What fixed rate mortgage term should we get?

7:15 a.m. March 10, 2022

My partner and I are looking to buy our first home this year, but are worried about rising interest rates. I read that we could take out a long term fixed rate mortgage which would keep our repayments at a fixed level for up to 40 years. Should we go there?

Diane Fish, Mortgage and Equity Release Advisor at Smith & Pinching
– Credit: Smith & Pinching

Diana fish of Blacksmith and pinch respond :

First, I cannot give you direct advice without knowing all of your circumstances. I can only share a few thoughts here that might help you understand the factors to consider.

The vast majority of fixed rate mortgages will give you a fixed rate for a relatively short period – usually up to five years. However, an increasing number of mortgages with longer possible fixed rates are becoming available. Ten-year fixed rates are becoming widely available and a few lenders are coming to market with full-term fixed rates, some of which are offering 40-year terms. This normally requires you to reach the end of the term before a minimum age set by the provider (usually 70).

However, using a long-term fixed rate may not be in your best interest. The rate you can get today for a long-term transaction will almost certainly be higher than for a shorter fixed-rate period, and while higher rates seem likely in the next few years, they could come back down at some point. given in the future. . A higher rate may also impact how much you can borrow through the provider’s affordability verification processes.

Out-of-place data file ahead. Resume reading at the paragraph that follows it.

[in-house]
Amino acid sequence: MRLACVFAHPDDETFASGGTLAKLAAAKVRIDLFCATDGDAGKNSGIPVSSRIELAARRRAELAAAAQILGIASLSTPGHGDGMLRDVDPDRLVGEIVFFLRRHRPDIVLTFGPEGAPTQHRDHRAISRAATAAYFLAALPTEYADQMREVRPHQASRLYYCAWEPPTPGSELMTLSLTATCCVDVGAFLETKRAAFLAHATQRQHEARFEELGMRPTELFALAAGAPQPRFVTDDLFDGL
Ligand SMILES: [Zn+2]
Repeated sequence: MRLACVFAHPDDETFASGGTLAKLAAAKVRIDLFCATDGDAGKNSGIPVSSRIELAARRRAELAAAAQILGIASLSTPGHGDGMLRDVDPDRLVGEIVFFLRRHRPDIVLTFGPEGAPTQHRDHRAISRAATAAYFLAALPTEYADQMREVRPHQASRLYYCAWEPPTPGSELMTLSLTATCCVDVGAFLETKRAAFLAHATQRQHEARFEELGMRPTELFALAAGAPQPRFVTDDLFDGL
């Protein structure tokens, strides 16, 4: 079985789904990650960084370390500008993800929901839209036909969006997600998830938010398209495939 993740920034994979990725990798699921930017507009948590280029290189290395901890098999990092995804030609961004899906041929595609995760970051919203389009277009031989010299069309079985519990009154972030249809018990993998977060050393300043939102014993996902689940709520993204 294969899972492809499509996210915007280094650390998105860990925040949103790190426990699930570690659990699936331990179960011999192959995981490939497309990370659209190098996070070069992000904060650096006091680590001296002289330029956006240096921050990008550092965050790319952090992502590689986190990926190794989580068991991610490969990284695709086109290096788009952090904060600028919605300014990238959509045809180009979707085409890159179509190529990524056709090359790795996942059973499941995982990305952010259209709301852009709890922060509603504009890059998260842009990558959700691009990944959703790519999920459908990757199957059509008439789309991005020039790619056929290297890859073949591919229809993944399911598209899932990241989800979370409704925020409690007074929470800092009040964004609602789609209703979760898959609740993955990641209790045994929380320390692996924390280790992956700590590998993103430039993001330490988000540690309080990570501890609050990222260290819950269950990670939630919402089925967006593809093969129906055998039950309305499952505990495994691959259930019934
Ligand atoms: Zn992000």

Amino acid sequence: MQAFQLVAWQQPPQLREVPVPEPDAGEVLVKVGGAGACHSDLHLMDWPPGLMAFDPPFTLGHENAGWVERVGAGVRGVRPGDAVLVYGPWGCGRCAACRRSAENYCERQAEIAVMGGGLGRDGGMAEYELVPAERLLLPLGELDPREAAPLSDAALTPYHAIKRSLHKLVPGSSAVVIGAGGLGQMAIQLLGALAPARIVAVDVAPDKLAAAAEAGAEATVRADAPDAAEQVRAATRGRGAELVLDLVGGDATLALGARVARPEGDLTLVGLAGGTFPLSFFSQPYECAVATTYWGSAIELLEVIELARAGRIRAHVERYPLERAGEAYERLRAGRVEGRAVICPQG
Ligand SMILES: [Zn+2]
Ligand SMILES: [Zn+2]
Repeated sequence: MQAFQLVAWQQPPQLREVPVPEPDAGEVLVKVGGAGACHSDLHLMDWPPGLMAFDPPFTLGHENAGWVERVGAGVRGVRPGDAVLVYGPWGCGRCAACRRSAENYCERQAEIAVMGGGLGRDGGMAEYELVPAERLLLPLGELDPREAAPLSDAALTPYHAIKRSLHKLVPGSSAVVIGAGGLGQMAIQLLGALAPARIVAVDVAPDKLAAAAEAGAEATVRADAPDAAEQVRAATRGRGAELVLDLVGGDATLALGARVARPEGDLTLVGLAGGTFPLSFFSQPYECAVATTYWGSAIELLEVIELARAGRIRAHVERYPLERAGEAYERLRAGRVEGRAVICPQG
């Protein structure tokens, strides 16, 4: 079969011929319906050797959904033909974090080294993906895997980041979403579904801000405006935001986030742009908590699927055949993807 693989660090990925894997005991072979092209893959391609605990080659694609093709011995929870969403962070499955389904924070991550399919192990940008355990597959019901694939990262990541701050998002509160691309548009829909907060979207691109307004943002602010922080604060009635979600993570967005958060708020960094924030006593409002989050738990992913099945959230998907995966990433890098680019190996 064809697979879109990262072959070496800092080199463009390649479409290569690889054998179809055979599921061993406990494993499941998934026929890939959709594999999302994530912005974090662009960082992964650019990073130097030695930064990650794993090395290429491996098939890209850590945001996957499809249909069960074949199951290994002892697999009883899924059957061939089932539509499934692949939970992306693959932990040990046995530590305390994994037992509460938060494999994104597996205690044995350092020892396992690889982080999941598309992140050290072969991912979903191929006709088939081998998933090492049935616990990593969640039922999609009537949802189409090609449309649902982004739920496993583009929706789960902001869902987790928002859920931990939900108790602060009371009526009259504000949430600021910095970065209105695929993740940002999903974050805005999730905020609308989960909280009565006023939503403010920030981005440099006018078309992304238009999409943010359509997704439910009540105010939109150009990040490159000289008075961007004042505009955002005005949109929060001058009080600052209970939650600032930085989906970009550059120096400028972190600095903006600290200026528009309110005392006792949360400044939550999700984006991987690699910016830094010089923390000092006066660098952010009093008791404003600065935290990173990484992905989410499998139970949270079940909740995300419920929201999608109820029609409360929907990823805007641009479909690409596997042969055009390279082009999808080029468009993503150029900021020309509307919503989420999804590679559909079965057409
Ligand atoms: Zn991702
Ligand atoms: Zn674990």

Another potential problem can arise if you want to borrow more to move or make improvements to your home during the term of the mortgage. You may find that additional borrowing could be more expensive. Remortgaging later if your property appreciates could also become more complex, with potential prepayment charges to consider.

It would be a good idea at this stage for you to sit down with an independent mortgage adviser and review all the options so that you can find the best route for both of you.

Your home can be repossessed if you don’t keep paying your mortgage. There will be a charge for mortgage advice. The exact amount will depend on your situation and the type of loan taken out. Smith & Pinching’s minimum advisory fee is £700. The opinions expressed in this article do not constitute advice.

For more information, please visit www.smith-pinching.co.uk

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